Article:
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Fact vs Fiction: 7 Myths of Winter Driving Safety

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So you think you’re ready to take a road trip home for the holidays? The number of people choosing to head home via car this year has risen to 90 percent, a 0.6 percent increase from last year, according to AAA’s recent travel study. You may think you are set for your holiday road trip, but it never hurts to be prepared. Darra Stone shares a few holiday safety tips that can mean the difference between a safe arrival or a nightmare journey.

Myth: Hit the road and go!
Reality: Smart travelers get their car a full tune-up and inspection before traveling, especially in the winter.

Take it from someone who got stuck in a small town in Utah waiting days for a part to arrive: It’s better to get the check-up before something goes wrong. Be safe rather than sorry and get everything looked at by a professional before you leave. Your car may be prepared for current surroundings, but keep in mind the road ahead. Details like remembering traveling from a warm to cold climate degrades tire pressure to filling up the antifreeze can make or break a road trip.

Myth: Gas mileage for cars is consistent anytime of year.
Reality: Gas mileage decreases with cold weather.

Avoid getting stuck 60 miles from the next affordable gas station and plan before you leave. Keep an eye on how much gas your car is guzzling as the temperature starts to drop. Mapping out gas stations or using apps like GasBuddy can also save you from getting stuck in the cold.

Myth: Not everyone needs an emergency kit in your car.
Reality: Winter storms occur quickly and often unpredictably.

Again, take it from someone that has been stuck in winter snowstorms, the roads are almost always worse than they appear. Don’t get stuck unprepared. Pack a good emergency road kit. Include clean water, blankets, granola bars, car jumper cables, a map (in case your GPS capabilities fails you), a flashlight with spare batteries, and a snow/ice remover.

Myth: A car with front-wheel drive is enough on icy or snow covered roads.
Reality: Driving on winter roads is treacherous and often requires increased tire traction.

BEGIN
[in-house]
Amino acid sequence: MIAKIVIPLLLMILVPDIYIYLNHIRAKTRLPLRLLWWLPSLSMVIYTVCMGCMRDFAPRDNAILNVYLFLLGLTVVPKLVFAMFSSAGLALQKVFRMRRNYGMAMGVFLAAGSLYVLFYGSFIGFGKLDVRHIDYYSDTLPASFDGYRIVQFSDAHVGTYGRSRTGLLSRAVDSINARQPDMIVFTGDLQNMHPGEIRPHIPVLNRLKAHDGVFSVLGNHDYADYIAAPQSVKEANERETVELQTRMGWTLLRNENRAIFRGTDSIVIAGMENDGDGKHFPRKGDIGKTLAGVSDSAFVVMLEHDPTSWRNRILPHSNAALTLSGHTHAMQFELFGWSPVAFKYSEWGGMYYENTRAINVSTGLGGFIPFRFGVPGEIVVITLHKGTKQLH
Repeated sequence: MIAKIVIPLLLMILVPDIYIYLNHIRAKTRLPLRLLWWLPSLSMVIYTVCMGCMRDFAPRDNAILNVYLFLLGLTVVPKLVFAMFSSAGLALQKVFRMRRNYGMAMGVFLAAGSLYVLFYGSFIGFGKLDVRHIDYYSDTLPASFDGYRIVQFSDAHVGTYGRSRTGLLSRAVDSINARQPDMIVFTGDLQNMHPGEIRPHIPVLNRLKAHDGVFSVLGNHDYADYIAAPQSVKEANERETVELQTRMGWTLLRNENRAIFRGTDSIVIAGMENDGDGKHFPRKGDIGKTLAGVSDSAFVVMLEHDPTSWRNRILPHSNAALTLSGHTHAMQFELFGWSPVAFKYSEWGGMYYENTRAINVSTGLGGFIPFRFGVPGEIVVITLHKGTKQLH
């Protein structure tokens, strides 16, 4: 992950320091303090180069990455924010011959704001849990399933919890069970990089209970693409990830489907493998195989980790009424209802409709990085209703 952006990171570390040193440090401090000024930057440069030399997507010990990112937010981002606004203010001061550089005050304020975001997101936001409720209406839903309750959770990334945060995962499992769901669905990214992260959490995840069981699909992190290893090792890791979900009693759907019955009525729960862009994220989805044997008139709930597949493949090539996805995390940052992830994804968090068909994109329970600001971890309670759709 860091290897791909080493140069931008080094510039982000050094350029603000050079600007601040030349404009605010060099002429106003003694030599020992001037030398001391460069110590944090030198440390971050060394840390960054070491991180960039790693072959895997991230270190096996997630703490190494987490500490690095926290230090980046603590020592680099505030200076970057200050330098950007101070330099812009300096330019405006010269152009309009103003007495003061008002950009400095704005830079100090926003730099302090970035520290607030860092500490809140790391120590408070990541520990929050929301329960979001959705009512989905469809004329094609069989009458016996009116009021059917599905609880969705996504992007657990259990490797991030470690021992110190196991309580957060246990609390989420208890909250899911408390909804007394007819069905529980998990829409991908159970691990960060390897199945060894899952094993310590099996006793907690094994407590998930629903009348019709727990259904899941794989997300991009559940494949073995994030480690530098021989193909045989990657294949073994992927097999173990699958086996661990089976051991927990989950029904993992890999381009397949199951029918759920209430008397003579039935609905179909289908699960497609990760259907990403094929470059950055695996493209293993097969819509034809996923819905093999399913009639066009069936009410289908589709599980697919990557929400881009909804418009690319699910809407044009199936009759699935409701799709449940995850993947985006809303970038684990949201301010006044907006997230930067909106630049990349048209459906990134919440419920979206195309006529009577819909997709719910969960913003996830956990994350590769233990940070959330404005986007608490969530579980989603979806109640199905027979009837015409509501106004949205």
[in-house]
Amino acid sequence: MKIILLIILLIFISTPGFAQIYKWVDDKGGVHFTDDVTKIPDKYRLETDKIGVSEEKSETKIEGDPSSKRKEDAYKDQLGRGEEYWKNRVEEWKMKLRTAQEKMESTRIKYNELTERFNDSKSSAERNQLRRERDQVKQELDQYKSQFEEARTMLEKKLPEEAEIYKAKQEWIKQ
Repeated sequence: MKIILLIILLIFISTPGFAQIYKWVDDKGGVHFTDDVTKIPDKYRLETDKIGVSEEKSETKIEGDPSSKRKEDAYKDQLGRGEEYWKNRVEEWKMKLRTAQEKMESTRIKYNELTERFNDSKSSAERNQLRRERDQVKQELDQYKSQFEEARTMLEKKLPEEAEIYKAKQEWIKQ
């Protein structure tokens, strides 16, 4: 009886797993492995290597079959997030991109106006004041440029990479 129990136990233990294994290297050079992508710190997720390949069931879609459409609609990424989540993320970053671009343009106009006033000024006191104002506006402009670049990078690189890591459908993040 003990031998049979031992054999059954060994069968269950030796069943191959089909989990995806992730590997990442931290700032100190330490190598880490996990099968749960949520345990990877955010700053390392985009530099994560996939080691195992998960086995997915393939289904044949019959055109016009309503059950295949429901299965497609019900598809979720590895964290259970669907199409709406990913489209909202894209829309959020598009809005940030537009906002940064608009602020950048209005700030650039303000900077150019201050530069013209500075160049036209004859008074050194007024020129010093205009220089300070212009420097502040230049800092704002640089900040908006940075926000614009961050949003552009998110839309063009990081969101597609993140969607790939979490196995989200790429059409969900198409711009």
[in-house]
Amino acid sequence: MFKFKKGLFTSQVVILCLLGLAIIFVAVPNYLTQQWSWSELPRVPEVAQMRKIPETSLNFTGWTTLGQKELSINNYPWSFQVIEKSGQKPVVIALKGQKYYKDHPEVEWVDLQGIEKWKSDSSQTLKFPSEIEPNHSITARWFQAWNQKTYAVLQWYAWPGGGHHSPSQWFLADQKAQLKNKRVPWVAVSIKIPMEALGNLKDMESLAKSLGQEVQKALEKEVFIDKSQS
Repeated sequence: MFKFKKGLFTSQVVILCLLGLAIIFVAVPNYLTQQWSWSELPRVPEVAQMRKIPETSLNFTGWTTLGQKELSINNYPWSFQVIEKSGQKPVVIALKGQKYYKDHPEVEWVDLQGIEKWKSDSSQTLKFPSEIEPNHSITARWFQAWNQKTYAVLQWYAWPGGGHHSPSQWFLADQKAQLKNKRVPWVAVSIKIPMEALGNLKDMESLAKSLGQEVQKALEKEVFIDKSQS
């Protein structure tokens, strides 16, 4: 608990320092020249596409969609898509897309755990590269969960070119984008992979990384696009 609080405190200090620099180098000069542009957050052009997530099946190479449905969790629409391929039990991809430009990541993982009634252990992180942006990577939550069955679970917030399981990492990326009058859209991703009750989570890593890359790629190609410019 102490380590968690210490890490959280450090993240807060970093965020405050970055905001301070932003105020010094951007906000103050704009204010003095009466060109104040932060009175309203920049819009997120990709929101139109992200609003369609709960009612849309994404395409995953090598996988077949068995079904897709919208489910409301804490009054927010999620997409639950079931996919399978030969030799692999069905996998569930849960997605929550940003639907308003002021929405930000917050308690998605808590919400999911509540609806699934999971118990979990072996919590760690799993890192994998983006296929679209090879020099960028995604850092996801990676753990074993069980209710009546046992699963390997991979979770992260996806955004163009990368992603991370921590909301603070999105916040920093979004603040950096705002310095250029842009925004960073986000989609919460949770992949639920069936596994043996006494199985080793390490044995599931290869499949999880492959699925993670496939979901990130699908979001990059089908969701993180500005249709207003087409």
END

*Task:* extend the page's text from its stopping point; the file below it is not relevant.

If you’re traveling through extremely harsh weather, make sure you have tire chains available and know how and when to put them on. Practice putting on tire chains before you leave for your trip. Unless you’re driving a race car, your tires already have traction. So if signs say, “traction required,” your tires should be fine (of course get this checked before you leave), you only need chains when signs say, “chains required.” Also bear in mind that some places outlaw tire-chains because of the road damage they cause. Check local laws before you outfit your tires.

Myth: When you hit an icy patch steer away from it to regain control.
Reality: You want to steer into the skid to resume control.

Attempting to steer directly out of a skid will cause your car to fishtail. Avoid making a bad situation worse by remaining calm and steering into the skid and then slowly redirecting your car onto the right path.

Myth: Hit your breaks to stop your car on icy roads.
Reality: Holding your breaks will cause them to lock and you will continue to slide.

It’s easy to panic and slam on the breaks if you hit a patch of ice. The car’s momentum will keep it sliding on the ice. To best stop your car from moving on ice, calmly and repeatedly tap your breaks.

Myth: Flip on your brights to light the way.
Reality: Turning on your brights in the snow or fog intensifies the glare.

Most people want to turn on their brights to help visibility during a storm. But, turning on your brights in snow or fog intensifies the glare and actually makes it harder to see. You should keep your low beams on and try to find a safe place to pull over until the storm lessens.

Take time this holiday season to practice safe travel. You may think getting to your holiday destination as quickly as possible is your number one goal, but you want to get there safely. Follow these simple guides for a safer trip for you and your fellow road travelers.

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By Darra Stone for PeterGreenberg.com

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